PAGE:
You yourself contradict your statement. As you say even if you have those things that do not exist today or cannot be produced in the future, you probably couldn't go back in time any further than the instant the machine was turned on. I appreciate you keeping an open mind about this. But for now or in the future (theoritically), it is impossible for anything that has inertial mass to travel at the speed of light. But only with those with mass can measure time. Photons or radio waves has no inertia and they travel at a velocity that is equal to c. Time is insignificant for these as they do not travel at a velocity other than c. You need an inertial reference frame to measure the time it travels that simply do not exist.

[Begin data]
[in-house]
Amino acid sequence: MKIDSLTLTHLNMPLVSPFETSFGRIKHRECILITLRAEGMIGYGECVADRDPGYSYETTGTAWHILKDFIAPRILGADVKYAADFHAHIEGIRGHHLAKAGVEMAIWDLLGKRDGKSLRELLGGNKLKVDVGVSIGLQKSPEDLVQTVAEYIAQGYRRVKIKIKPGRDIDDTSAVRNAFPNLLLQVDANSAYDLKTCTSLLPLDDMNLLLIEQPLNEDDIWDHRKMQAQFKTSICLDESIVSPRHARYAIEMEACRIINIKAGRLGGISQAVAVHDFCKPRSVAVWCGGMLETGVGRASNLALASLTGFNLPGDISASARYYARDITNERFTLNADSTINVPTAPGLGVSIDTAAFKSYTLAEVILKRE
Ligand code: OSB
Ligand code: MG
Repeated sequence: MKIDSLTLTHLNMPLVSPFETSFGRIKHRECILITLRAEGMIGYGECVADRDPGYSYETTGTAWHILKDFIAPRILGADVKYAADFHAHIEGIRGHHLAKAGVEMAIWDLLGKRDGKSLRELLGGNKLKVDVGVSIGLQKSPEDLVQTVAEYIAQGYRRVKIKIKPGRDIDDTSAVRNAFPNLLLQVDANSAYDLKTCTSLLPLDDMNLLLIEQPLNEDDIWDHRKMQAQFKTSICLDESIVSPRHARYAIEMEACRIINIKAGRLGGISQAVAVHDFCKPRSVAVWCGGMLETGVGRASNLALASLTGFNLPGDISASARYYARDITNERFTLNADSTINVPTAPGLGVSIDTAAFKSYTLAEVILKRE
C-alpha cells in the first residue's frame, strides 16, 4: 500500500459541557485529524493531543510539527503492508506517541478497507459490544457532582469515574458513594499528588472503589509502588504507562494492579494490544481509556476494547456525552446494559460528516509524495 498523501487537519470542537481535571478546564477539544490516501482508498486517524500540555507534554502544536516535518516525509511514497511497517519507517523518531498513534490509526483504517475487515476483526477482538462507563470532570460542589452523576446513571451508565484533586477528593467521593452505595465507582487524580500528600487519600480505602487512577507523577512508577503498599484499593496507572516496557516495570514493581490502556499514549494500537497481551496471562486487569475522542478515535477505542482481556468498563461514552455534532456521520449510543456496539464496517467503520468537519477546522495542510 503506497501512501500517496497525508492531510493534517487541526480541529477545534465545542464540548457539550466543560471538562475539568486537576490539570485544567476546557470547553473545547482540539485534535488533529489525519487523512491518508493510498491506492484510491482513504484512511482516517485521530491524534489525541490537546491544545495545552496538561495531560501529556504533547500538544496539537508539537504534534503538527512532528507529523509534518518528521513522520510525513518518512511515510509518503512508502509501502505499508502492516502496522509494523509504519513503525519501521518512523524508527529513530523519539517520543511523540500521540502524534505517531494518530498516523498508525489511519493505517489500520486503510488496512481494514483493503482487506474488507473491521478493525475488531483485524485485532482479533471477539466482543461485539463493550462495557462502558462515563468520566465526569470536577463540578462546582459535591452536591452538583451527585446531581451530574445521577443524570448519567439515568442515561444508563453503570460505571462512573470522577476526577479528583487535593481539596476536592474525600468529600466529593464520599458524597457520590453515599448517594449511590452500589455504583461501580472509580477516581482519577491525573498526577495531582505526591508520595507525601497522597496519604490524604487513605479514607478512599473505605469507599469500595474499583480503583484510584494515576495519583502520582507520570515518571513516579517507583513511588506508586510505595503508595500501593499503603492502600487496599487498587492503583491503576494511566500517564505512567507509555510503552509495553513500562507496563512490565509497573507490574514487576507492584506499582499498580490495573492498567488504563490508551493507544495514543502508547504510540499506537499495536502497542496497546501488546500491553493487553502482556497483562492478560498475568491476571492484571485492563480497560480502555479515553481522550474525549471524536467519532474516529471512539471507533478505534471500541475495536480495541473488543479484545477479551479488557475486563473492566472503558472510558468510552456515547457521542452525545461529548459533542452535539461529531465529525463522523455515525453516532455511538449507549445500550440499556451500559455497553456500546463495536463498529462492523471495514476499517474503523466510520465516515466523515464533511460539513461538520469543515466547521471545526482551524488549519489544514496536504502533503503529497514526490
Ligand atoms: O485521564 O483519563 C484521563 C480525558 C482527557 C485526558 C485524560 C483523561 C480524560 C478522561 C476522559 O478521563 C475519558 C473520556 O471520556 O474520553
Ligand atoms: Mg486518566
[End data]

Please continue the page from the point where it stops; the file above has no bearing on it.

Why do you find my statement contradictory? If you were able to use negative mass or energy to make a worm hole to create a time machine you couldn't travel back any further than the instant the machine was turned on? Is this the statement you mean? This is why time travel wouldn't be as much fun as most people would think. As long as the machine exists you could travel back and forth through that time period. Most people think of seeing the dinosaurs or watching ancient history but unless your machine was built before those time periods you couldn't go back that far. As for faster than light, you do have a point, you cannot, through what we would call normal means, accelerate a material object to or faster than the speed of light. But if you create an isolated pocket of space/time around your vessel and then expand space behind the space/time pocket and compress it ahead or your space/time pocket you could accelerate to any speed you wanted without breaking the universal speed limit (Alcubierre drive - Wikipedia, the free encyclopedia), while this is a theoretical way to go faster than light it is still far beyond even knowing if the engineering can be done or not much less doing it. Then of course you have worm holes which are just as difficult to make and use. Heim theory suggests it might be a little bit easier but it is still an unconfirmed theory. (Take a leap into hyperspace - fundamentals - 05 January 2006 - New Scientist) While none of these things can be used or even known if they could ever be used they do point out that the speed of light may one day be, if not broken then at least cheated.